T'Challa, the King of Wakanda, rises to the throne in the isolated, technologically advanced African nation, but his claim is challenged by a vengeful outsider who was a childhood victim of T'Challa's father's mistake.
The consensus about Black Panther based on the reviews I’ve read, reactions I’ve heard, and conveniently the critic’s summary on Rotten Tomatoes, is that this film “elevates superhero cinema to thrilling new heights”. To put it differently, Black Panther is more a drama that happens to have superheroes in it rather than a superhero movie that is filled with drama. And I have to say I agree with that sentiment.
Let me start by saying, Black Panther is a great film and it is a film that all people from all walks of life can relate to and enjoy on many levels. I would be burying the lede, however, to ignore the fact that it is significantly more important for black people to see people like themselves commanding the screen as T’Challa (Chadwick Boseman), Nakia (Lupita Nyong’o), Shuri (Letitia Wright), and the rest of the cast do. And that is important, full stop. Black Panther is in it’s fourth weekend of release and still the theater was almost packed. You could tell the most enthusiastic were the many families with children, all cheering and applauding throughout the film and at the end credits.
But here is the thing - even though this is a story involving a monarchy, an advanced civilization with superior technology, and CIA/superhero/not-your-average-citizen people doing semi-out of this world things, doesn’t mean there isn’t something for everyone to relate to. And that gets me back to the first point I had. Black Panther really isn’t a superhero film. It is, but it also really isn’t. The monarchy and rule of T’Chaka, passed on to his son T’Challa (Boseman), and what he does to protect his people of Wakanda is the real film here. The hidden civilization and origins are fantasy, the advanced technology is science-fiction. Conflict between T’Challa and the outsider N’Jadaka (Michael B. Jordan) is classic good vs. evil tropes brought to a head with duels to determine a winner.
There are many other reviewers and writers who have done a much better job than I could ever do at elucidating the many many pros of this film. From all-around stellar performances by the entire cast, to the cinematography, costumes, visuals, and pretty much all the other technical areas. But despite all this, I do have one critique of the film, which is story-based.
Origin films had their moment of glory and are now usually looked down upon because “We’ve seen enough of them already!” For me though, the critique I have is a lot of origin stories don’t go far enough. Black Panther pulls a minor-Lord of the Rings prologue move with a stunning animation to provide the high-level overview of how the nation of Wakanda came to be. Not much more I could ask for there. What I felt was missing however was more elaboration and exploration of current-day Wakanda. We see flying wide-shots of a major city in Wakanda, a few cursory scenes at what seems like a street market, and a glimpse inside the vibranium mine. That’s pretty much it. I want more: more Wakanda, more Wakandan culture and how the people operate, how they developed their technology over the years besides the simple explanation of “vibranium is amazing.” Come on Kevin Feige and the rest of the Marvel team, find the obviously easy way to fit this in an already two-plus hour film… how hard could it be? (sarcasm)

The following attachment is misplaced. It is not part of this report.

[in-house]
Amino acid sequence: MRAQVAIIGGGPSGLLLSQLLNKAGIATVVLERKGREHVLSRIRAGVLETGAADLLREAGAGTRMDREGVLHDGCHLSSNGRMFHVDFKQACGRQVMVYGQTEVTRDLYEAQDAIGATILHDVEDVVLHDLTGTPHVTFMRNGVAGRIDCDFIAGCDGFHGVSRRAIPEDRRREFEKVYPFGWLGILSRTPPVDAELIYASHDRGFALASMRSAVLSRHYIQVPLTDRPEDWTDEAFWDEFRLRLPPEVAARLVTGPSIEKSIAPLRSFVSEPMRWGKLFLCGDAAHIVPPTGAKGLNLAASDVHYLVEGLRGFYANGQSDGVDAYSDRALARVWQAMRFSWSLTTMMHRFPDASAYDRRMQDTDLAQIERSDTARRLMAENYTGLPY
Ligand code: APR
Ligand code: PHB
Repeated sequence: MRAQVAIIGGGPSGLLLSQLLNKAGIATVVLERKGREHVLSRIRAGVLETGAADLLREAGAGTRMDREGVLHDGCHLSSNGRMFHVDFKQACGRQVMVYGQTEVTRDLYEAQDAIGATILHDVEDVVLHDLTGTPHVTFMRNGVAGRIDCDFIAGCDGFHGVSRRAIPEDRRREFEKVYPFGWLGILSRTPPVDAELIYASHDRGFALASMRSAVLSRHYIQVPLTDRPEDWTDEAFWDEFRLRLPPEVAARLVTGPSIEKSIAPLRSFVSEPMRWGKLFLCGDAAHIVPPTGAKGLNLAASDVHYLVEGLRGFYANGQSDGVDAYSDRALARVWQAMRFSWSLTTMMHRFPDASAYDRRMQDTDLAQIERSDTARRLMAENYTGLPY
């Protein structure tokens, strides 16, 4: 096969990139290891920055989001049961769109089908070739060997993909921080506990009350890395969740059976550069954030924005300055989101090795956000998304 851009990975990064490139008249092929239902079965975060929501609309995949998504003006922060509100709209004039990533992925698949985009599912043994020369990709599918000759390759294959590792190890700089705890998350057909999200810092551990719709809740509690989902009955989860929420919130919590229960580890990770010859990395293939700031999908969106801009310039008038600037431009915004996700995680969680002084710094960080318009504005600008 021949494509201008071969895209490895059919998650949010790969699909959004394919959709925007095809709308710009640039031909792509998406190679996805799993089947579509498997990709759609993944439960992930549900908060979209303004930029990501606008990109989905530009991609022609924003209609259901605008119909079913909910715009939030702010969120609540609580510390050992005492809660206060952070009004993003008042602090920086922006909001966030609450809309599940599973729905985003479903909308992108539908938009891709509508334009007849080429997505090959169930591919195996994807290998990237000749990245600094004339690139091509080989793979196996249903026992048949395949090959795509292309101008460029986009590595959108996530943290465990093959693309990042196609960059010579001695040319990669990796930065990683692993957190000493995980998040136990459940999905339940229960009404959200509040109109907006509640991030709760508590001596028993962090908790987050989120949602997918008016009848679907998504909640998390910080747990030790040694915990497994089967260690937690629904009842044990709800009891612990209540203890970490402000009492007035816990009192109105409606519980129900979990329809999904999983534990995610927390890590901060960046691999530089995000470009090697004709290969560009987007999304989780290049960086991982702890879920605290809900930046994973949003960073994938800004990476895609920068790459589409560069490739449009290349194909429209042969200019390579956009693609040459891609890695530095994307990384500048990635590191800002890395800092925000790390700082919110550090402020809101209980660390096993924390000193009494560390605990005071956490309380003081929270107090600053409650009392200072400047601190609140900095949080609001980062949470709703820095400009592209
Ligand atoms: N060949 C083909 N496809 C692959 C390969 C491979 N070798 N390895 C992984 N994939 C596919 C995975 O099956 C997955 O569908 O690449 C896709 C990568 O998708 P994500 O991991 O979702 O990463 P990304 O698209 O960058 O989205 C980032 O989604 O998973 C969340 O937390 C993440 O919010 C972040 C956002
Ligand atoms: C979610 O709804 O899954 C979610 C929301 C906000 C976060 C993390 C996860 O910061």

Still, it impacts the story enough for me, though not in a major way, that I find it deducts a star. I wholly acknowledge that this could only be a “me” thing and my desire to know the intricacies behind how the sausage is made. In the other Earth-based Marvel films, technology and culture are pretty self-explanatory. Thor isn’t on Earth but the whole first third of that film was backstory about Asgard and how things worked in that world. And Guardians of the Galaxy didn’t have as much background explanation as I would’ve hoped for, but it seems less important there because it is completely new. Wakanda is still on Earth, it’s a country in Africa so how they fit in is more important because I want to know how that world works. The Guardians gives you the bare minimum of “Ooo, alien-based society, how does X work… oh wait, Peter Quill and company are doing something to distract me”.
All-in-all, Black Panther is a must see, and seeing it on a large screen has many advantages. The sets, locations, and action take full use of the screen real estate and while Netflix will suffice for repeat viewings, a theater really is the way to go for the first-run experience. Despite my desire for more backstory in this origin story, there is still a lot here to process. The entire cast is phenomenal and Ryan Coogler is certainly now on my list of must-see filmmakers (he also directed the phenomenal Fruitvale Station, also starring Michael B. Jordan).
4 out of 5